Urmo Raus’s paintings seem to be speaking, and not only because his exhibition seemed to reveal some earlier period of Leonhard Lapin, some more modernist time period than the art of the last few decades. And yet, I would not call his works a reversal or a return to some definite stage in the past. Raus’s presence in today’s Estonian art – and especially the so-called visual culture scene – is a necessary stabilizer. In a situation where, in order to attract attention, one must offer as much as possible to as many as possible, assault all the channels and senses, the courage, even arrogance, to offer nothing more than non-pictorial gray canvases, and to do so on such a large scale, covering the entire exhibition surface on the upper floor of the Tallinn Art Hall, seems almost cathartic.

Compared to the previous ripped canvases, the paintings in this exhibition are more whole, with only small gashes and holes. And the prior uncompromising grey has now been mixed with muted shades of color. What stands out in the case of these sparse images is their twofold nature or continuity – two globes or kidneys that are side-by-side or merged together along one side, something resembling a tangled bunch of rope, streaks that cover the entire surface of the picture, etc. These pictures seem too ascetic for the emotional or literary approach that often accompanies abstract paintings, and are too immediate for a more conceptual approach. Even a certain feeling of protest develops: these paintings do not fit into any symbolism, do not express anything, although their physical presence is demanding and irrefutable.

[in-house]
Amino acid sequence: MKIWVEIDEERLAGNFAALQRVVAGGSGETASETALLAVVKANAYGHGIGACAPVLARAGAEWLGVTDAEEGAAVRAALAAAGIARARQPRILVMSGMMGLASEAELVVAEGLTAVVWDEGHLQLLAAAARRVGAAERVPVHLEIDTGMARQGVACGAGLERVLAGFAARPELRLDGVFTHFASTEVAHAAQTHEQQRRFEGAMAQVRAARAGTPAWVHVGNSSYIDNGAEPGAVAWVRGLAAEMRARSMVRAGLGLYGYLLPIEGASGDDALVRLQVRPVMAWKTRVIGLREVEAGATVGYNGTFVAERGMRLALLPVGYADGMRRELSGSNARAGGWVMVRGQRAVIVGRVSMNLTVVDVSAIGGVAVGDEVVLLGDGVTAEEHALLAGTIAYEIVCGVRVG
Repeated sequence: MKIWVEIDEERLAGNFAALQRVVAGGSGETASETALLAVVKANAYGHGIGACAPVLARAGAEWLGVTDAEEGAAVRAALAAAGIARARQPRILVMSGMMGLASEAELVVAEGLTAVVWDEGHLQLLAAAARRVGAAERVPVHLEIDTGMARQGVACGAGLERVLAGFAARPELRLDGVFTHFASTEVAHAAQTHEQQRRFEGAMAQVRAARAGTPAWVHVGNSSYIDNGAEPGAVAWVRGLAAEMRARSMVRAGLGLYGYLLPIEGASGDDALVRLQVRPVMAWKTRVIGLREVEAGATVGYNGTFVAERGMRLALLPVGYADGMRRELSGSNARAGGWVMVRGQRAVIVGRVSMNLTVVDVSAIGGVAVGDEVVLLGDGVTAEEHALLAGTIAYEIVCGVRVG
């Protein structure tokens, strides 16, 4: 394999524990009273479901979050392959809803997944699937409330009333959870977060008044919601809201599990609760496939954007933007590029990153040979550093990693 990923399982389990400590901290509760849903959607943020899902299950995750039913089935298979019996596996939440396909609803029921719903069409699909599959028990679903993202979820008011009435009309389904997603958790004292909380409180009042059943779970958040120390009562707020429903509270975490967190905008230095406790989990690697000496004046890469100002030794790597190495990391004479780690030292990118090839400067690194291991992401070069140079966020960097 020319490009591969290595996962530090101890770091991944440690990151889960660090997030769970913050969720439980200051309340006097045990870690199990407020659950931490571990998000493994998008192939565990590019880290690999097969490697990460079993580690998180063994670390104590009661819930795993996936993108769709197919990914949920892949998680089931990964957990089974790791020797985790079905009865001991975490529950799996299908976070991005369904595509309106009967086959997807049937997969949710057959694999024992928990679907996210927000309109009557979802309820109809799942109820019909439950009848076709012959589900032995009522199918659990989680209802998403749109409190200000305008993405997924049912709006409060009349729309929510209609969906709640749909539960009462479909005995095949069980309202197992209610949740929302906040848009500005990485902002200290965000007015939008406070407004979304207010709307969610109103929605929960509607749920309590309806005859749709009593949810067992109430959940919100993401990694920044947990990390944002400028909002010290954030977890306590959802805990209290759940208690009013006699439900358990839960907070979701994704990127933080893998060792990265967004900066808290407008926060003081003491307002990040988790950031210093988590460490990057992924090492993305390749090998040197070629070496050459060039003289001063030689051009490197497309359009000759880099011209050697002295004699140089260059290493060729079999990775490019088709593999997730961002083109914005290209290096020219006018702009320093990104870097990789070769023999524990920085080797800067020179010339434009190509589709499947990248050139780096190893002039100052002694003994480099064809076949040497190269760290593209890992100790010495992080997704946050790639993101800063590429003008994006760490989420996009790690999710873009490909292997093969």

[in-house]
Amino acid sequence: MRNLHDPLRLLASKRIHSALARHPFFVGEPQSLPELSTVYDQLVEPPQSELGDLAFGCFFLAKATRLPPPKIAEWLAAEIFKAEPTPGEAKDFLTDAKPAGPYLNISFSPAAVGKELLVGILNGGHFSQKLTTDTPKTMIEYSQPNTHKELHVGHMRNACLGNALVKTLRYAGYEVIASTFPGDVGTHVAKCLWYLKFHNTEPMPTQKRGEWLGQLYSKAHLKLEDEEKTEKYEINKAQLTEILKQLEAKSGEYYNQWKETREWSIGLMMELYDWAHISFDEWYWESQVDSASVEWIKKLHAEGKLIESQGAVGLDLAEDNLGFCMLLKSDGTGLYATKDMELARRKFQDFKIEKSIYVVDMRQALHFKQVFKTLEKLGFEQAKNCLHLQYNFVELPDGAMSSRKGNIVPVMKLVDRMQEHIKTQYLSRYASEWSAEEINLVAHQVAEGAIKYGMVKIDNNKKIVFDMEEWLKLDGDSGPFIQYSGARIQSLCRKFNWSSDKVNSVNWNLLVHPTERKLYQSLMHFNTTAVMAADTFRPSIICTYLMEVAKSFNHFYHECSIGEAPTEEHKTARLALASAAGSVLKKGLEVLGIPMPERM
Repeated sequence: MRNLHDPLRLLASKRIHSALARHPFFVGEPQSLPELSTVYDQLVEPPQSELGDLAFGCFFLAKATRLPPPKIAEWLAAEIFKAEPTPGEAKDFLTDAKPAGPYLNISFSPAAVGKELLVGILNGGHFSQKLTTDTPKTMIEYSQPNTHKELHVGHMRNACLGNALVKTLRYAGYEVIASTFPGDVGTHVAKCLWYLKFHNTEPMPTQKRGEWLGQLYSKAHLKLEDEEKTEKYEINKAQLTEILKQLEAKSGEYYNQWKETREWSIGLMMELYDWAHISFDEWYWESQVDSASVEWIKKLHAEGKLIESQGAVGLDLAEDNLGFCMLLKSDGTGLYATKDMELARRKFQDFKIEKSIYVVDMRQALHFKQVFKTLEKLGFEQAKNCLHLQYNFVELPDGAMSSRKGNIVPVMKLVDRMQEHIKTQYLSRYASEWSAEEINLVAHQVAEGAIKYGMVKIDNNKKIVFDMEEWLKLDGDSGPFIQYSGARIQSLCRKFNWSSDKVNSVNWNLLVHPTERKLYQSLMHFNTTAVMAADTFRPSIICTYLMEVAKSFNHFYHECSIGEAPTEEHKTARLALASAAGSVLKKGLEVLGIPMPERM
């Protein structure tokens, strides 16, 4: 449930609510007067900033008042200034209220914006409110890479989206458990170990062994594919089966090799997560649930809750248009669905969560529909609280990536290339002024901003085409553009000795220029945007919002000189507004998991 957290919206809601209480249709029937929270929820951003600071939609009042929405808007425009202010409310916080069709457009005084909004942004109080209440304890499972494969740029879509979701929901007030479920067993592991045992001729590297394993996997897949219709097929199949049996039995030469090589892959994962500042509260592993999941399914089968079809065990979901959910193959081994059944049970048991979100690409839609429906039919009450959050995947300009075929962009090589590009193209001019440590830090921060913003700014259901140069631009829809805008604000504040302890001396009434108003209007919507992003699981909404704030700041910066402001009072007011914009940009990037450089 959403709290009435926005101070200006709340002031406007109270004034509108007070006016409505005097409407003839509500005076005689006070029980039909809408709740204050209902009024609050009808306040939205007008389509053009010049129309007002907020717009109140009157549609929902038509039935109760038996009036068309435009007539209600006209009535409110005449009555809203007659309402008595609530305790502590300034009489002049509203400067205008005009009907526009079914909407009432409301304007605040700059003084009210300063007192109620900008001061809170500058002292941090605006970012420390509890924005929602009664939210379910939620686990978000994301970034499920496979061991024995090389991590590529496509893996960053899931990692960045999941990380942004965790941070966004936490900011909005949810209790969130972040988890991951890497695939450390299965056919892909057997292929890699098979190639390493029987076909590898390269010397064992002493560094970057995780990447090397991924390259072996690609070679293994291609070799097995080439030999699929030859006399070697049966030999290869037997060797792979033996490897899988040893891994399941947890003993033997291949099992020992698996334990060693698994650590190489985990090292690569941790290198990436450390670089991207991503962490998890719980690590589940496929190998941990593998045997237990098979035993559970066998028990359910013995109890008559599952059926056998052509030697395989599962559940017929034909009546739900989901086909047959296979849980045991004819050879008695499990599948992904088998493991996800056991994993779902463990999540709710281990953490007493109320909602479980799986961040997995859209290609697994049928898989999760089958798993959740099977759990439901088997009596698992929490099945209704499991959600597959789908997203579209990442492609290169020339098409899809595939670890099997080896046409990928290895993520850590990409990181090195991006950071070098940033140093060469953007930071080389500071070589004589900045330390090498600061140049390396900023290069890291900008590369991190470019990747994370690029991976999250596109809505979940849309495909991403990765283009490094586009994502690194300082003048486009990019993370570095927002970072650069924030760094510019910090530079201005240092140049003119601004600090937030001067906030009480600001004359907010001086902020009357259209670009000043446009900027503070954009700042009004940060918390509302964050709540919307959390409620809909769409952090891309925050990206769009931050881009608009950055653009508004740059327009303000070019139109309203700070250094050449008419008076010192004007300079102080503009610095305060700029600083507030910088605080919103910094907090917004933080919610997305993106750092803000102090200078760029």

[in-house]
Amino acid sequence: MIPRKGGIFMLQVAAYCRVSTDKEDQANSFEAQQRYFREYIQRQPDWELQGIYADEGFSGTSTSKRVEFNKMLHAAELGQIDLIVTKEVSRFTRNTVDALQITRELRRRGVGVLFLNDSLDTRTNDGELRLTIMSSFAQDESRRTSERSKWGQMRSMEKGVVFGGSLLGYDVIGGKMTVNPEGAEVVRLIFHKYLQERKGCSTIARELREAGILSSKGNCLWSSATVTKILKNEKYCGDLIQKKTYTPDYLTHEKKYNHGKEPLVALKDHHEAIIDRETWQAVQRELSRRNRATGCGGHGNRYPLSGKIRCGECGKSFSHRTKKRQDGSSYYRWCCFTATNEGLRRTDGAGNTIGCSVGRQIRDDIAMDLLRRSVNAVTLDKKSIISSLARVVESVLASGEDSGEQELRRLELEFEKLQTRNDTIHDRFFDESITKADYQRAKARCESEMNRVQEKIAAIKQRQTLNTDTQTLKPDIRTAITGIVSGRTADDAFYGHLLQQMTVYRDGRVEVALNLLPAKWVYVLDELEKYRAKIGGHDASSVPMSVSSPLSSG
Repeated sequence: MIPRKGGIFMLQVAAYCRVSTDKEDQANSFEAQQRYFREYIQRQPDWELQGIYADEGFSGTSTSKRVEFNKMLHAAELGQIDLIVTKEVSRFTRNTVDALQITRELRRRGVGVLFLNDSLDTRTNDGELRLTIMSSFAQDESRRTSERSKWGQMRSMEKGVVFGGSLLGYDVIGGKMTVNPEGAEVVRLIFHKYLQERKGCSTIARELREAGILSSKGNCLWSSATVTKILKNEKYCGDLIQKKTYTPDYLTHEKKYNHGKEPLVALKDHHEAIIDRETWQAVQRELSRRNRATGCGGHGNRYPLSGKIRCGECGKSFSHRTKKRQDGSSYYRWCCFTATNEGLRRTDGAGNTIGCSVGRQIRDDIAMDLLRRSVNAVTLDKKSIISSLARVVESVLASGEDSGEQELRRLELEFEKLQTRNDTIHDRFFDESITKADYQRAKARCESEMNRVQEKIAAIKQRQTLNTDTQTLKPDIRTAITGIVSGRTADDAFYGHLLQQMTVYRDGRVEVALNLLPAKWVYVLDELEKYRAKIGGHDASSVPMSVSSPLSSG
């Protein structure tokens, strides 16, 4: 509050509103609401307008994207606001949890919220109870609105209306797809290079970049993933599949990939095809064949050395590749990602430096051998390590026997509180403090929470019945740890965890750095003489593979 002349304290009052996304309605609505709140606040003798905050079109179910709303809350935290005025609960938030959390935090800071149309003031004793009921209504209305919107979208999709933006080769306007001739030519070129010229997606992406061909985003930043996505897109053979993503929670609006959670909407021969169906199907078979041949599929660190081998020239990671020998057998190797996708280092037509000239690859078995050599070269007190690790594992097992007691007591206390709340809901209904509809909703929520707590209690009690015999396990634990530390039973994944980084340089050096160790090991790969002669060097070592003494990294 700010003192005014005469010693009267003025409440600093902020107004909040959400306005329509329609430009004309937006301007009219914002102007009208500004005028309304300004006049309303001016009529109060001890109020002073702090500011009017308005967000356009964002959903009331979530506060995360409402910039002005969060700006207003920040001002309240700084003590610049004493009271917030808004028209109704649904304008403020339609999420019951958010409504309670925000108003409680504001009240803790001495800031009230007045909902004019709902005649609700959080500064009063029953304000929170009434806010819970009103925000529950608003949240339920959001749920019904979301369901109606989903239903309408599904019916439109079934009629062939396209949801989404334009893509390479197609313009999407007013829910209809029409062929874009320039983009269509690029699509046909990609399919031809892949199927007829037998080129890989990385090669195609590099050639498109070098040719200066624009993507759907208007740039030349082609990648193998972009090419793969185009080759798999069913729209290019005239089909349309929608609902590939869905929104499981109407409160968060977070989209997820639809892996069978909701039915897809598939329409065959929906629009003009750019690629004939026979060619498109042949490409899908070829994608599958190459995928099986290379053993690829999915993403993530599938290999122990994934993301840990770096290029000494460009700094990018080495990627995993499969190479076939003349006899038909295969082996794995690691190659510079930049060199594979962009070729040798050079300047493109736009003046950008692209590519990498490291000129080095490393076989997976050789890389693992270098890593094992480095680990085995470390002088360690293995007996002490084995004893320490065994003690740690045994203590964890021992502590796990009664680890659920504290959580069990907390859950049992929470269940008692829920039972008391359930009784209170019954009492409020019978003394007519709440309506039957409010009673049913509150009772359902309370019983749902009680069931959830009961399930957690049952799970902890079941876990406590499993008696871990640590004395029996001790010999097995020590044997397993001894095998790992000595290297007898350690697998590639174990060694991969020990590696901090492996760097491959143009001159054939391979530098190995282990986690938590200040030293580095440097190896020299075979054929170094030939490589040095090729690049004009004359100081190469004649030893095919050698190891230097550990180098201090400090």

Raus moves somewhere in the periphery, removing layer by layer, almost everything that has given painting its meaning, imagery, color, expressiveness, sensitive brush, etc. and then relents somewhat and does not allow the canvas to decompose totally. The scarcity of meaning coming from inside (or really from the surface of) the painting is also not balanced by any external, contextual framework. Raus is quite alone in today’s Estonian art scene and does not speak to any current event. This consistent renunciation turns its back on the challenging implications and emphatic self-awareness of postmodern painting. If upon cursory observation and against the surrounding background of pictorial trends, this renunciation seems to indicate the lack of something, actually it seems that that attention is being directed at the presence of something.

The meaning of paint and canvas in Raus’s works does not develop from how these tools are employed, or as an accompanying or additional value of something. The entire painting process (as it turns out from Raus’s descriptions of his work methods in interviews) is directed at the material as an equal opponent and not as a passive substance that requires inciting. A finely executed gesture of a creative genius alone is not enough to conquer the substance; rather the role of the artist is flexibility and adapting the random scratch to the direction of the paint flow and the opportunity to grasp onto them, to use them.